Surviving a stroke is becoming increasingly more common. That’s why Halifax Health initiated the Stroke Support Group and one of the many reasons Halifax Health offers home healthcare.
What is the stroke support group about?
The free support group is offered to both newly diagnosed stroke survivors and long-term stroke survivors. The helpful sessions take place on the fourth Tuesday of every month from 3 - 5 pm in Classroom F of the France Tower.
A variety of topics explored include, but are not limited to: equipment to assist with driving, health, nutrition, activity, challenges in communication, patient independence, role changes for caregivers and stroke survivors, and resources. In addition to the meetings there is a private Facebook group, so members can reach out to one another when they aren’t meeting. Evidence shows that it’s important to have a strong social network.
Why is this support group important?
Stroke survivors and their caregivers need a supportive environment where they can share their experiences and connect with others. Quality of life and long-term disability are two challenges for stroke survivors and working through these issues can play an important role in the healing process.
Being a member of this support group can play a vital role in stroke rehabilitation. This forum allows stroke survivors and their caregivers the opportunity to talk and discuss their feelings without being ashamed or worrying about criticism. Support groups are about finding hope and that is vital during the stroke rehabilitation process, which sometimes can be long and difficult.
What is stroke rehabilitation and follow-up care?
The time frame for stroke recovery and the amount of functional recovery to expect are hard to predict. It could take weeks to years. Patients need encouragement to actively participate in rehabilitation to improve the odds for a better outcome. The type and amount of rehabilitation needed depends on specific stroke deficits.
Rehabilitation and follow-up care vary widely, depending on the severity of the stroke's damage. Some people can speak and walk, but often with delays or assistance. Some paralysis or impairment on one side of the body and face is common. Still others may be bedbound and unable to communicate. Home care is frequently necessary, whether from a professional care team such as Halifax Health - Care At Home, a committed family member, or a combination.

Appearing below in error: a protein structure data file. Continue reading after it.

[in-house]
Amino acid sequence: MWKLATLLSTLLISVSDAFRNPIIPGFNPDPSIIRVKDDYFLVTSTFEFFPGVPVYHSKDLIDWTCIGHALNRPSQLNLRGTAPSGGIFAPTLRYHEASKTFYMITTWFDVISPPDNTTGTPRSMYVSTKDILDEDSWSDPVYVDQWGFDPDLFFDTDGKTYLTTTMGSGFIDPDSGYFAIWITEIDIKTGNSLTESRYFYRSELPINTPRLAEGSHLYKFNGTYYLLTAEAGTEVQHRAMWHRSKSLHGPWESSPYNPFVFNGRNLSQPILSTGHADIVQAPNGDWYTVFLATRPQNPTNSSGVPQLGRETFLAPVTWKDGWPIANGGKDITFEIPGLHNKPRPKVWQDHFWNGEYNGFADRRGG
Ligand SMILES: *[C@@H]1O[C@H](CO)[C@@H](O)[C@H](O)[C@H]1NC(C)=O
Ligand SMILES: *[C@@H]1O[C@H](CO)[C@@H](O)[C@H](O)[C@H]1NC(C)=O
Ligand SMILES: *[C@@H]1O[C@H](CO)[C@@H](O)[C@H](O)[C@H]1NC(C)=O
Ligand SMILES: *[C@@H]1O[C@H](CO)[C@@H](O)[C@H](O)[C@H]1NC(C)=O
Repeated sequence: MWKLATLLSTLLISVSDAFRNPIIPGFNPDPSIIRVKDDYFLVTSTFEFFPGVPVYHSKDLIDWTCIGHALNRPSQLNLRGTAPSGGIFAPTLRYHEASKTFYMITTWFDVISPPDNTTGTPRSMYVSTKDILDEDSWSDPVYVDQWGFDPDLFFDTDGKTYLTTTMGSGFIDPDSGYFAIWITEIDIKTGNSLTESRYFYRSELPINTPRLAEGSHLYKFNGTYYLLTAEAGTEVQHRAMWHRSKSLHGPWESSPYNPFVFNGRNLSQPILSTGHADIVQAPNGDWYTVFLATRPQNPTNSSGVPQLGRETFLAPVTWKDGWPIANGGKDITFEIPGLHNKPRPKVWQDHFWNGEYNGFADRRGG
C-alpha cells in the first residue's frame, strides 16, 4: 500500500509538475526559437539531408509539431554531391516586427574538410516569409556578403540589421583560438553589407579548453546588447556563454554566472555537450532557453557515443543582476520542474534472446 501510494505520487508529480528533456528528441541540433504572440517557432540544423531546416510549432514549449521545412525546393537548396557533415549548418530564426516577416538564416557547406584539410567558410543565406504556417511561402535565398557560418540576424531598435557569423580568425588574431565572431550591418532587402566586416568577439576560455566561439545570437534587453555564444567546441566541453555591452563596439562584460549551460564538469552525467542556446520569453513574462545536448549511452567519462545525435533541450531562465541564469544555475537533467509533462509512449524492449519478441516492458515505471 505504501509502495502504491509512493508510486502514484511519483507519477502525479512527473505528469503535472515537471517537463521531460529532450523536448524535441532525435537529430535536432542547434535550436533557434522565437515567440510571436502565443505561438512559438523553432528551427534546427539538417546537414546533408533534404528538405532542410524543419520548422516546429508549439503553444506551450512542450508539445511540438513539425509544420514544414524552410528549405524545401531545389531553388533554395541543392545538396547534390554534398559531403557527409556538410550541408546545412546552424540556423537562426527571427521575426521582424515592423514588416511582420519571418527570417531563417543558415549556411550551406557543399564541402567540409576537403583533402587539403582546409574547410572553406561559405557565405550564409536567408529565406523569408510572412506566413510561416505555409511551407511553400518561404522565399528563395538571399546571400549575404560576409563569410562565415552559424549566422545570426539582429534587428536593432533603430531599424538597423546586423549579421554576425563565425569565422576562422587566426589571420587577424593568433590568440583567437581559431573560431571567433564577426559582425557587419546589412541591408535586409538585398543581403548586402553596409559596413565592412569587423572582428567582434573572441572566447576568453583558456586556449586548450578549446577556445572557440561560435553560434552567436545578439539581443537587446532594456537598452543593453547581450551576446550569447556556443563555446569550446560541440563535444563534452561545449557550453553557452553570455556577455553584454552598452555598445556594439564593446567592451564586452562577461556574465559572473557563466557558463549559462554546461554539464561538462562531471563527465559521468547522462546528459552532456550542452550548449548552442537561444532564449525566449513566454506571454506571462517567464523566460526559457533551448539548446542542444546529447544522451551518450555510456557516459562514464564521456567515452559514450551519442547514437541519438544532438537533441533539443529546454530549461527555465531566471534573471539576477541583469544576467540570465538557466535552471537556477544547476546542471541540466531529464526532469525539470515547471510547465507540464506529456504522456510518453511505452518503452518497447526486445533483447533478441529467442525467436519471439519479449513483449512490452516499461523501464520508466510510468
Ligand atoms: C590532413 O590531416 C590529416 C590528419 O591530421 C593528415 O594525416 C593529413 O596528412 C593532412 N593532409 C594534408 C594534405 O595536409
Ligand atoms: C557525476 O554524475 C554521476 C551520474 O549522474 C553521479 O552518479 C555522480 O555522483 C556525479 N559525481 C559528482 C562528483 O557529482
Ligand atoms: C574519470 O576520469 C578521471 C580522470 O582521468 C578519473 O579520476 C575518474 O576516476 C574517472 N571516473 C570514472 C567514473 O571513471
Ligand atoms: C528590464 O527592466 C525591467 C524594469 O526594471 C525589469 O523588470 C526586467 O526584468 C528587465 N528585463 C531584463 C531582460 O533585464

Is going home after a stroke the right choice?
For people who have had a minor stroke and are experiencing few lingering effects, going home poses few problems. For those whose strokes were more severe, going home usually depends on these factors:
• Ability to care for yourself
o Rehabilitation should be focused on daily activities such as bathing, cooking or cleaning.
• Ability to follow medical advice
o It’s very important to take medication as prescribed and follow medical advice.
• Access to a caregiver
o Someone, willing and able, should be available when needed.
• Ability to move around and communicate
o Stroke survivors who are unable to properly move around or communicate are at risk in an emergency or may feel isolated.
No matter the condition, home care involves a combination of physical and emotional attention. Patience, compassion and encouragement are necessary.
What changes should be made at home?
Living at home successfully often depends on how well your home can be adapted to meet your needs.
o Be sure to remove anything that might be dangerous such as trip hazards. Tips include taking up throw rugs, testing the temperature of bath water or wearing rubber-soled shoes, or installing handrails in your bathroom.
o Moving furniture or building a ramp may be needed to allow patients to move freely within the house.
o Home modifications such as adding grab bars or transfer benches may be needed to provide independence.
How can Halifax Health - Care At Home help?
Halifax Health - Care At Home provides skilled nurses that offer coordination of care, including pain management and medication monitoring and education in your home.
Specialized therapists include speech, occupational, and physical. Speech therapists help stroke survivors re-learn language skills such as talking, reading and writing, and share strategies to help with swallowing problems. Occupational therapists help survivors learn strategies to manage daily activities such as eating, bathing, dressing, writing or cooking. They can also aid with adaptive equipment needs. Physical therapists aid with problems in moving and balance and suggest exercises to strengthen muscles for walking, standing and other activities.
Halifax Health - Care At Home rehabilitation features:
• Improved mobility
• Improved ability to do self-care tasks
• Tools to prevent further complications
• Pain management
• Providing hope and encouragement
By partnering with the Council on Aging, the area's pioneer in senior services, Halifax Health - Care At Home also provides private-duty nursing and home health aides to perform personal care activities such as bathing and preparing meals. Additionally, Care At Home can provide medical social worker resources such as access to meals, financial assistance, and support group information.
What are some stroke recurrence risk factors?
Medical conditions linked to increased stroke risk include hypertension, diabetes, dyslipidemia, sleep-disordered breathing, and atrial fibrillation. Certain lifestyle factors can contribute to stroke risk, including physical inactivity, poor nutrition, smoking, alcohol consumption, and use of illicit drugs.
Lifestyle modifications that may improve blood pressure, blood glucose, and blood cholesterol include weight loss, limited alcohol use, increased physical activity, reduced dietary sodium intake (below 2.34 g/day), smoking cessation, and a balanced diet high in fruits, vegetables, and low-fat dairy products and low in saturated fat.